“Body image problems get worse for one in three teenagers.” This text is from an internal slide of Facebook from 2019 and corresponds to one of the conclusions of one of the numerous studies that Facebook has done on the impact of Instagram on users Another presentation showed that among teenagers who reported having suicidal thoughts, 13% of British and 6% of Americans associated it with Instagram.
The public discourse, on the other hand, was another. Mark Zuckerberg said in a March hearing in Congress that “the research we’ve seen shows that using social apps to connect with other people can have positive mental health benefits.” Facebook never made the studies public, we know this from a leak to the WSJ.
Teens look at each other on Instagram; one in five does not like it
Scheduled in just eight weeks, Instagram was born in 2010. It was little more than an iPhone application that allowed you to take photos in 1: 1 format, apply retro filters, put a frame and share them on the internet. A boon for hipsters who could show today’s world seen through the eyes of bygone times, and an aberration for photographers: the filter decontextualized the image even more.
Facebook bought Instagram in 2012 for a billion dollars when it had 27 million followers. No one believed Zuckerberg and his co-founder Kevin Systrom when they claimed that the two social networks would be independent. Today it exceeds 1,200 million users with revenues of 100,000 million and is the fifth most used social network. Systrom left in 2018 over disagreements with Zuckerberg. However, Instagram continued to be the apple of the eye of Silicon Valley and by extension of the world; that of good vibes, that of creativity, the one that teaches us to look with the eyes of a photographer, that of Formentera and Bali, where everyone always eats sushi and never chickpeas if they are not in hummus.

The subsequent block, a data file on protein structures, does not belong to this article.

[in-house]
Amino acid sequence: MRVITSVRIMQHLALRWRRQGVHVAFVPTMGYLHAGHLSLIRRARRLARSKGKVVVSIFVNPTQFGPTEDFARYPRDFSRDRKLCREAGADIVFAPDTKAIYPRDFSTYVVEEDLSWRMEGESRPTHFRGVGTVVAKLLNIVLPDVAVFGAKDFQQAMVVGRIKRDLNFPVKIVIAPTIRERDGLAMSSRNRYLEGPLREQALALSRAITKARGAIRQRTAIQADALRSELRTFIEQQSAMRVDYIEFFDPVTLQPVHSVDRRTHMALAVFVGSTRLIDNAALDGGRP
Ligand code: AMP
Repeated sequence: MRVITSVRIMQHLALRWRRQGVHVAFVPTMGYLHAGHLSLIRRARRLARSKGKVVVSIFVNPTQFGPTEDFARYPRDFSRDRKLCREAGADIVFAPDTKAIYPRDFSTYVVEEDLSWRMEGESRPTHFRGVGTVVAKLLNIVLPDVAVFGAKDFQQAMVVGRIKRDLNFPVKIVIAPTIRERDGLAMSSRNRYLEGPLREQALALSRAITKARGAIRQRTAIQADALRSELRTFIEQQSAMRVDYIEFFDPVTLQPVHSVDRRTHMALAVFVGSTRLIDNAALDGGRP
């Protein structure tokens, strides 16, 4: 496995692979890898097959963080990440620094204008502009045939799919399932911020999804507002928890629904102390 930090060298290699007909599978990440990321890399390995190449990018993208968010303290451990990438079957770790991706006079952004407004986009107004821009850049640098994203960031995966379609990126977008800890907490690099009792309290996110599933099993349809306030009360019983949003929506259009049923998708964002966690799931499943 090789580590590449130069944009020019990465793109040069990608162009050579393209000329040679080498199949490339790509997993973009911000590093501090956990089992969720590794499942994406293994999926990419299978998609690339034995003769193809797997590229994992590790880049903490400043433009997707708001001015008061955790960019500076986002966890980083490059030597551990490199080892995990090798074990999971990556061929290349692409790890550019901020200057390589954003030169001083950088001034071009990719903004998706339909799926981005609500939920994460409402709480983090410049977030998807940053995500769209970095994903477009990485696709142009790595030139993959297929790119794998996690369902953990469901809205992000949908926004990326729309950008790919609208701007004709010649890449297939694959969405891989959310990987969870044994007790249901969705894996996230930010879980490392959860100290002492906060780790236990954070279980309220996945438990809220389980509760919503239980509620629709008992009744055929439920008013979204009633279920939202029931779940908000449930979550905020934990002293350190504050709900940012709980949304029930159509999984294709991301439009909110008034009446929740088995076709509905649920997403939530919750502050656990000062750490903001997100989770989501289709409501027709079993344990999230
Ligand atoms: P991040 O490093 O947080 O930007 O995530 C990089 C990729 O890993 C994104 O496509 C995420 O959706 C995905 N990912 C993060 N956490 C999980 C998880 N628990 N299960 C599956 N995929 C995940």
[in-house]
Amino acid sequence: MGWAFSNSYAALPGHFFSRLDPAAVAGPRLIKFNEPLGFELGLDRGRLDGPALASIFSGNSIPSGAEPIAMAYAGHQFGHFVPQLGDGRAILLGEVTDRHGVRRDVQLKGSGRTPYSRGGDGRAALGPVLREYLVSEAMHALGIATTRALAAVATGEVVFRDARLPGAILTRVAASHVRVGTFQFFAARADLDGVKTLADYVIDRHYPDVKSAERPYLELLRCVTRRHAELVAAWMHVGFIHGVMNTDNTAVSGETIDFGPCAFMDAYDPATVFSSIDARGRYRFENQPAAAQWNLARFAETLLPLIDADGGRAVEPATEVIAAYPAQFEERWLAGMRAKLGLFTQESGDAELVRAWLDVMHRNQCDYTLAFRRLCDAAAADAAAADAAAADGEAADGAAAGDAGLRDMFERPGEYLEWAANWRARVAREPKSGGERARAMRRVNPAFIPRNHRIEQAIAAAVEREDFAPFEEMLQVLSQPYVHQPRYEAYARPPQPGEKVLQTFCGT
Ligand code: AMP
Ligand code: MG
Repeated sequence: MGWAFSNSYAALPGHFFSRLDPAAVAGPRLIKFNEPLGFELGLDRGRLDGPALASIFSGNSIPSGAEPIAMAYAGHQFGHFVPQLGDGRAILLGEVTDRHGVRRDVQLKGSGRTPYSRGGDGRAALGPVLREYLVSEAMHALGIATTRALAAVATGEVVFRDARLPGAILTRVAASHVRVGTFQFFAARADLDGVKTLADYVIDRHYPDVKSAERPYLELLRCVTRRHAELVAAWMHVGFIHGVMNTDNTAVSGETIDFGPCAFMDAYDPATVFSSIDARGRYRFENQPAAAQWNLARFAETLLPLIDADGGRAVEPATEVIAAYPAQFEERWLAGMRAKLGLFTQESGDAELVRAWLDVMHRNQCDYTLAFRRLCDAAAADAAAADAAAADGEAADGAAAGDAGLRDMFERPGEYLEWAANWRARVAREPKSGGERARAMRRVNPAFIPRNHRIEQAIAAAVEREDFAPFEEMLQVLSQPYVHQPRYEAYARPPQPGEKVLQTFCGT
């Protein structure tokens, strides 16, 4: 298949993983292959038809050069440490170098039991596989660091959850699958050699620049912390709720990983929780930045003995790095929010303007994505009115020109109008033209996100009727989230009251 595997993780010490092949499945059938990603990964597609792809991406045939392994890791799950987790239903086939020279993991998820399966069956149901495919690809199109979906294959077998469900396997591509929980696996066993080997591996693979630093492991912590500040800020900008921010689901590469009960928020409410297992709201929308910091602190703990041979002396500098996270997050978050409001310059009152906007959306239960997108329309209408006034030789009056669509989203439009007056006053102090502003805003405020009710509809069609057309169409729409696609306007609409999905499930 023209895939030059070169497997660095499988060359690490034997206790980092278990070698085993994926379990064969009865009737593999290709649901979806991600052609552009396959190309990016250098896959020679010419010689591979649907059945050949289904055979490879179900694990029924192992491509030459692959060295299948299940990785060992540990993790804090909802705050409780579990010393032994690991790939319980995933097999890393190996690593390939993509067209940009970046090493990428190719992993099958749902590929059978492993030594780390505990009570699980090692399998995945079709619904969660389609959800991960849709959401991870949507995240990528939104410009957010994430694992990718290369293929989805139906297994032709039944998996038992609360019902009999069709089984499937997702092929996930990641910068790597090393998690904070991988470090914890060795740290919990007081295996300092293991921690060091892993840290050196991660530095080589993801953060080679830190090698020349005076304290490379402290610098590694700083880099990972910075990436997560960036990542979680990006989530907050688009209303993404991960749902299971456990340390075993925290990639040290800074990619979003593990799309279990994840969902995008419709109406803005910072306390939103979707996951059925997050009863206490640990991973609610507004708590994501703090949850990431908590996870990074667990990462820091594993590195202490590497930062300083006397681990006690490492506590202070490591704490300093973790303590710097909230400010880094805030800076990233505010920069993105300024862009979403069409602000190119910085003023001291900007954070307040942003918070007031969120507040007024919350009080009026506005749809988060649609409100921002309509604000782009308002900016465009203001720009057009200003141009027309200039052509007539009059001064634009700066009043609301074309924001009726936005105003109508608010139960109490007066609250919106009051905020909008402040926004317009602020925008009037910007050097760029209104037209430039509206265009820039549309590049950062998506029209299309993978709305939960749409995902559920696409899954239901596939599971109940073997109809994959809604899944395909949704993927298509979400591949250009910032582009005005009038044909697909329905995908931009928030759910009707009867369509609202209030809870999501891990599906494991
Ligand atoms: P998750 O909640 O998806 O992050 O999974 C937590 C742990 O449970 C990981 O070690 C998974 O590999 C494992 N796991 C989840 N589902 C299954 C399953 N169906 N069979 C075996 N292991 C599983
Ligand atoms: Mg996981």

And while we were blinded by so much unattainable beauty, activists, computer scientists, digital ethnographers and other not-so-pretty people denounced that Instagram was actually the anti-social network, the one that most disconnected you from the rest of the web to the point of not letting you share links: once you enter the rabbit hole you can only go forward; it’s getting deeper and darker.
Instagram does not exist; there are instagrams. For some it is an art gallery where to exhibit, for others a fashion catwalk where to expose oneself, for others a personalized 3/24 of a decontextualized reality, and for most adolescents, a mirror that reflects them. Young people who in the morning, from bed, look at the status of their social networks on their mobile phone – messages, likes, comments and emojis – do nothing more than check what their digital image is like, how others see them.
Now we know that one in five teenagers does not like themselves, one in three if we talk about girls.